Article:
Elie and Earlsferry are about ten miles due south of St Andrews. Golf is believed to have been played on Earlsferry Links as early as the 15th century, and the layout evolved over time into the current magnificent 18-hole course which has remained largely unchanged since 1895.
There has been a formal golf club here in Elie and Earlsferry since 1832. The current club, the Golf House Club, was founded in 1875 with the building of the clubhouse. An unusual feature is the periscope from the submarine HMS Excalibur. It was installed in the starter's hut after the submarine was scrapped in 1968; players and visitors may use it to view the golf course.
Elie's harbour was expanded in 1850. The nearby railway, part of the Fife Coast Railway,was built in 1857, and extended through Elie to Anstruther in 1863. The villages opened up to the affluent tourist trade of Victorian times in the 1870s, which saw regular steamers from North Berwick and Leith.
The explosion of modern communications saw the nature of the local economy change. Coal mining dwindled after the railway came to the area. Cotton weavers abandoned their trade after the switch to linen made from imported flax. Fishing gradually declined. The growing tourist trade caused a local building boom, which would have provided work for stonemasons. There were also golf club makers in the village for many years. Various support trades existed in the villages over the years and persisted until the advent of modern road transport around 1970.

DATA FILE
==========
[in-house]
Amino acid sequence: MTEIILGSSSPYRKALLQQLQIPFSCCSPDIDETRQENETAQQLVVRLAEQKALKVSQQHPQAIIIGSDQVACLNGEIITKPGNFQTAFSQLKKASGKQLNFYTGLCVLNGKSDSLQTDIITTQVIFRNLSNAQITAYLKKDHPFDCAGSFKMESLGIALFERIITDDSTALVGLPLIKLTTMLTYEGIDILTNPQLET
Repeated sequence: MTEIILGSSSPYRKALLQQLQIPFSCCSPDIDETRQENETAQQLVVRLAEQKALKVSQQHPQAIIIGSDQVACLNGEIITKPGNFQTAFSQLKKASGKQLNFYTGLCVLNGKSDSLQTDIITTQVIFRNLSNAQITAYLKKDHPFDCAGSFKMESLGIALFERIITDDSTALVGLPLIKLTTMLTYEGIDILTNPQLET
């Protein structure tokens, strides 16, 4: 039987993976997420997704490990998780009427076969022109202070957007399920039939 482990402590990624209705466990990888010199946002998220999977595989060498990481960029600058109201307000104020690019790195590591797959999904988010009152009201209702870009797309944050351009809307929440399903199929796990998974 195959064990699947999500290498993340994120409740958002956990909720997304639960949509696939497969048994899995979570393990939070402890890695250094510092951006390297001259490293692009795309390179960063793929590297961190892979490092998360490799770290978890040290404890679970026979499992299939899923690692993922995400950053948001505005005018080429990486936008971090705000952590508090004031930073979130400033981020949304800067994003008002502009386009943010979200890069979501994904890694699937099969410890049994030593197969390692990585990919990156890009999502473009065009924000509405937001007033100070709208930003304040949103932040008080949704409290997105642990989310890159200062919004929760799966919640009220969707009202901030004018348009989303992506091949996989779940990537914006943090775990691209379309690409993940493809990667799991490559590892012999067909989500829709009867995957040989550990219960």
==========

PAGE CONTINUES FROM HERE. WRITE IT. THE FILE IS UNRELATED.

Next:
Elie and Earlsferry were formally merged in 1930. The modern villages now largely share shops and other facilities, but they do retain a flavour of their historical identities.
In recent decades, the town has become a very popular destination for wealthy residents of Glasgow and Edinburgh. In the summer months the town's population is several times higher than it is during the winter. Attractions include the beach, golf, restaurants, surfing and sailing.
The railway line fell under the Beeching Axe in the 1960s and the station and tracks were subsequently closed and dismantled, leaving Elie with only road and sea transport links.
- "A Potted History of Earlsferry". Elie and Earlsferry Online.
- "A Walk Around Earlsferry". Elie and Earlsferry Online.
- Mackintyre, Lorn (2008). Portrait of the East Neuk. Alvie. p. 124. ISBN 9780951180051.
- Ronnie Leask (12 October 2008). "NO4800 : Periscope in starters hut Elie Golf Course". www.geograph.org. Retrieved 19 September 2011.
- "The Golf House Club History". The Golf House Club, Elie.
- "Archie Simpson". Antiquegolfscotland.com. Retrieved 5 July 2014.
- The Scottish tourist and itinerary; or, A guide to the scenery and antiquities of Scotland and the western islands: with a description of the principal steam-boat tours. Stirling & Kenney. 1831. p. 361.
- Monuments and Statues of Edinburgh, Michael T.R.B. Turnbull (Chambers) p.5
Wilkinson, M. and Tittley, I. 1979. The marine algae of Elie, Scotland: a Re-assessment. Botanica Marina 22: 249 - 256.
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|Wikisource has the text of the 1911 Encyclopædia Britannica article Elie.|